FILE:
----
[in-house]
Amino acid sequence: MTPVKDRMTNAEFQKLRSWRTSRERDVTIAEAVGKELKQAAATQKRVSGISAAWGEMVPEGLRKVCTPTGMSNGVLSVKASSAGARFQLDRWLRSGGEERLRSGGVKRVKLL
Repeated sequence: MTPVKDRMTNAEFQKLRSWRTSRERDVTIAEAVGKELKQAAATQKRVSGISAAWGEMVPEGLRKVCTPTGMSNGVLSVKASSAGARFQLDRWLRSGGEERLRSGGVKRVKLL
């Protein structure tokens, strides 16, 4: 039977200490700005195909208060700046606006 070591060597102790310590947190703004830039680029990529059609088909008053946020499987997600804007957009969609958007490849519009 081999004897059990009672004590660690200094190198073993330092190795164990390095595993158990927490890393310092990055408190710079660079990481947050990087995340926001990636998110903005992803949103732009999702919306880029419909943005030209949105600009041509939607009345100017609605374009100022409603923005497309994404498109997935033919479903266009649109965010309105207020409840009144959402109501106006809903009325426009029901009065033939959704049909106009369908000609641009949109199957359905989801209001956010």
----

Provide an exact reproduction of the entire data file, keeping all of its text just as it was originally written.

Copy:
[in-house]
Amino acid sequence: MTPVKDRMTNAEFQKLRSWRTSRERDVTIAEAVGKELKQAAATQKRVSGISAAWGEMVPEGLRKVCTPTGMSNGVLSVKASSAGARFQLDRWLRSGGEERLRSGGVKRVKLL
Repeated sequence: MTPVKDRMTNAEFQKLRSWRTSRERDVTIAEAVGKELKQAAATQKRVSGISAAWGEMVPEGLRKVCTPTGMSNGVLSVKASSAGARFQLDRWLRSGGEERLRSGGVKRVKLL
């Protein structure tokens, strides 16, 4: 039977200490700005195909208060700046606006 070591060597102790310590947190703004830039680029990529059609088909008053946020499987997600804007957009969609958007490849519009 081999004897059990009672004590660690200094190198073993330092190795164990390095595993158990927490890393310092990055408190710079660079990481947050990087995340926001990636998110903005992803949103732009999702919306880029419909943005030209949105600009041509939607009345100017609605374009100022409603923005497309994404498109997935033919479903266009649109965010309105207020409840009144959402109501106006809903009325426009029901009065033939959704049909106009369908000609641009949109199957359905989801209001956010």